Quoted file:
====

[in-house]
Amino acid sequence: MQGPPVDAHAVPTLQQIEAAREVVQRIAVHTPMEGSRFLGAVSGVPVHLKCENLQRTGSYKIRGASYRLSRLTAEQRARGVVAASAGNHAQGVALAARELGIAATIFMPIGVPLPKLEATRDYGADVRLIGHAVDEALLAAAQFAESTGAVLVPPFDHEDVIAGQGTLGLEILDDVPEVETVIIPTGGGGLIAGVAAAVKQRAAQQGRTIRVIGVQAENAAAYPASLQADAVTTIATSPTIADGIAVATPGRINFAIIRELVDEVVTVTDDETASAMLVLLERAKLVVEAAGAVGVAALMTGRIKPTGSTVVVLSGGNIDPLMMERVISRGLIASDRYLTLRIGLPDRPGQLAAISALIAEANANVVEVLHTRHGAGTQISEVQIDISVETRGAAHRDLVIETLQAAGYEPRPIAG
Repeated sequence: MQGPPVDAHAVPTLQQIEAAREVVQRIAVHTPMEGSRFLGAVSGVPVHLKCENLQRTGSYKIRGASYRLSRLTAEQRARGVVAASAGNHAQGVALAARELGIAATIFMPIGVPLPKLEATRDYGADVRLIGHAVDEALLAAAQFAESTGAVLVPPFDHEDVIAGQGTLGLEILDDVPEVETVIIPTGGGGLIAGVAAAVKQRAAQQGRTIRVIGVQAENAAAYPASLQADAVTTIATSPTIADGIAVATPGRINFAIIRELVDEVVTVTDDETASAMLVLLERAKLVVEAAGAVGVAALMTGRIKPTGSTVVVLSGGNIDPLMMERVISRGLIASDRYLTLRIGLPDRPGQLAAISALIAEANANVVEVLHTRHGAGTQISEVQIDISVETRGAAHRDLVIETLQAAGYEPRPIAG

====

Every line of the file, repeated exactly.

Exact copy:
[in-house]
Amino acid sequence: MQGPPVDAHAVPTLQQIEAAREVVQRIAVHTPMEGSRFLGAVSGVPVHLKCENLQRTGSYKIRGASYRLSRLTAEQRARGVVAASAGNHAQGVALAARELGIAATIFMPIGVPLPKLEATRDYGADVRLIGHAVDEALLAAAQFAESTGAVLVPPFDHEDVIAGQGTLGLEILDDVPEVETVIIPTGGGGLIAGVAAAVKQRAAQQGRTIRVIGVQAENAAAYPASLQADAVTTIATSPTIADGIAVATPGRINFAIIRELVDEVVTVTDDETASAMLVLLERAKLVVEAAGAVGVAALMTGRIKPTGSTVVVLSGGNIDPLMMERVISRGLIASDRYLTLRIGLPDRPGQLAAISALIAEANANVVEVLHTRHGAGTQISEVQIDISVETRGAAHRDLVIETLQAAGYEPRPIAG
Repeated sequence: MQGPPVDAHAVPTLQQIEAAREVVQRIAVHTPMEGSRFLGAVSGVPVHLKCENLQRTGSYKIRGASYRLSRLTAEQRARGVVAASAGNHAQGVALAARELGIAATIFMPIGVPLPKLEATRDYGADVRLIGHAVDEALLAAAQFAESTGAVLVPPFDHEDVIAGQGTLGLEILDDVPEVETVIIPTGGGGLIAGVAAAVKQRAAQQGRTIRVIGVQAENAAAYPASLQADAVTTIATSPTIADGIAVATPGRINFAIIRELVDEVVTVTDDETASAMLVLLERAKLVVEAAGAVGVAALMTGRIKPTGSTVVVLSGGNIDPLMMERVISRGLIASDRYLTLRIGLPDRPGQLAAISALIAEANANVVEVLHTRHGAGTQISEVQIDISVETRGAAHRDLVIETLQAAGYEPRPIAG